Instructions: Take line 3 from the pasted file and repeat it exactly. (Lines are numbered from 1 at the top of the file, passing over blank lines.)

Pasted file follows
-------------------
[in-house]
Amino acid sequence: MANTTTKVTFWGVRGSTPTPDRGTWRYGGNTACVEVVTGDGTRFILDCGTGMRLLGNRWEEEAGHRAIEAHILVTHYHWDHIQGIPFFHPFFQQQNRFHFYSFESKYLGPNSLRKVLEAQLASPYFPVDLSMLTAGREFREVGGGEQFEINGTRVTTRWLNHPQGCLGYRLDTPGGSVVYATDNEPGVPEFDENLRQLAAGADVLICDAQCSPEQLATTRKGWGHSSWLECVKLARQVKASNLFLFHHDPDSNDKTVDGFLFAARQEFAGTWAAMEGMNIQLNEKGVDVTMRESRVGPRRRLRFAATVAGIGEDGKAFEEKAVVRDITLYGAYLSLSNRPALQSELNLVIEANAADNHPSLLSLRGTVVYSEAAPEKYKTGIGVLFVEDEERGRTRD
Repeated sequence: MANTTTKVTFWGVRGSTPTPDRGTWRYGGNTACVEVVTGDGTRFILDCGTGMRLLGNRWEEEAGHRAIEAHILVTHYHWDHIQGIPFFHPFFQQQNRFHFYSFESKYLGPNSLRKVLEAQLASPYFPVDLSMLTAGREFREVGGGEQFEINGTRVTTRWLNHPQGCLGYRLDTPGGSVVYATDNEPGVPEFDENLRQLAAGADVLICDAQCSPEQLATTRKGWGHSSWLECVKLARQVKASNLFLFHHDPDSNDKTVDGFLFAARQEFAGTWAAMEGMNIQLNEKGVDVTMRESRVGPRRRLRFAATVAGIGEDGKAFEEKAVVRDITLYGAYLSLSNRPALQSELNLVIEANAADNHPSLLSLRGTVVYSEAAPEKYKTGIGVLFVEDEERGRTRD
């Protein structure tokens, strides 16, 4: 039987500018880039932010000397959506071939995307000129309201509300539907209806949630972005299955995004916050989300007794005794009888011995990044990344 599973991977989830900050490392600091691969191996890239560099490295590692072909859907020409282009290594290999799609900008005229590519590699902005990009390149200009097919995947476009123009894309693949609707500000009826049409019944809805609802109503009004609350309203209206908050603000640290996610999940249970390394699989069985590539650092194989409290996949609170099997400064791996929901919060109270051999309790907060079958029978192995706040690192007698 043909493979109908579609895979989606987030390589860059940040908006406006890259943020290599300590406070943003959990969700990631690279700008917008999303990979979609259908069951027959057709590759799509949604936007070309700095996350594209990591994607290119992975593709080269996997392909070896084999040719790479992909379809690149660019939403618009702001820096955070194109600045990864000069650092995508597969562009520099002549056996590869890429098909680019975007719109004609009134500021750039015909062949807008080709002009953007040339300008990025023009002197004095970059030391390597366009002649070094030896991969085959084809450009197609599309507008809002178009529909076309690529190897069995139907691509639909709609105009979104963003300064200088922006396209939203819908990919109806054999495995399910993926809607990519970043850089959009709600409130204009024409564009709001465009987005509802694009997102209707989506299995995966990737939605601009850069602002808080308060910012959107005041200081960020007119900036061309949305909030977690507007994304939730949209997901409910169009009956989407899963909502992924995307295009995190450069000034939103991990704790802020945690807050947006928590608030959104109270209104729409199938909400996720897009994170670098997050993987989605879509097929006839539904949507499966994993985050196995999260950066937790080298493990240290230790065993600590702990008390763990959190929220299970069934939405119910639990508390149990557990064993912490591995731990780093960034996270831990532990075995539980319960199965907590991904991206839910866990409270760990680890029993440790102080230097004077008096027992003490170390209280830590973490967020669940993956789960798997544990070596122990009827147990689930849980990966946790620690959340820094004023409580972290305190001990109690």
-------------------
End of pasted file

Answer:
Repeated sequence: MANTTTKVTFWGVRGSTPTPDRGTWRYGGNTACVEVVTGDGTRFILDCGTGMRLLGNRWEEEAGHRAIEAHILVTHYHWDHIQGIPFFHPFFQQQNRFHFYSFESKYLGPNSLRKVLEAQLASPYFPVDLSMLTAGREFREVGGGEQFEINGTRVTTRWLNHPQGCLGYRLDTPGGSVVYATDNEPGVPEFDENLRQLAAGADVLICDAQCSPEQLATTRKGWGHSSWLECVKLARQVKASNLFLFHHDPDSNDKTVDGFLFAARQEFAGTWAAMEGMNIQLNEKGVDVTMRESRVGPRRRLRFAATVAGIGEDGKAFEEKAVVRDITLYGAYLSLSNRPALQSELNLVIEANAADNHPSLLSLRGTVVYSEAAPEKYKTGIGVLFVEDEERGRTRD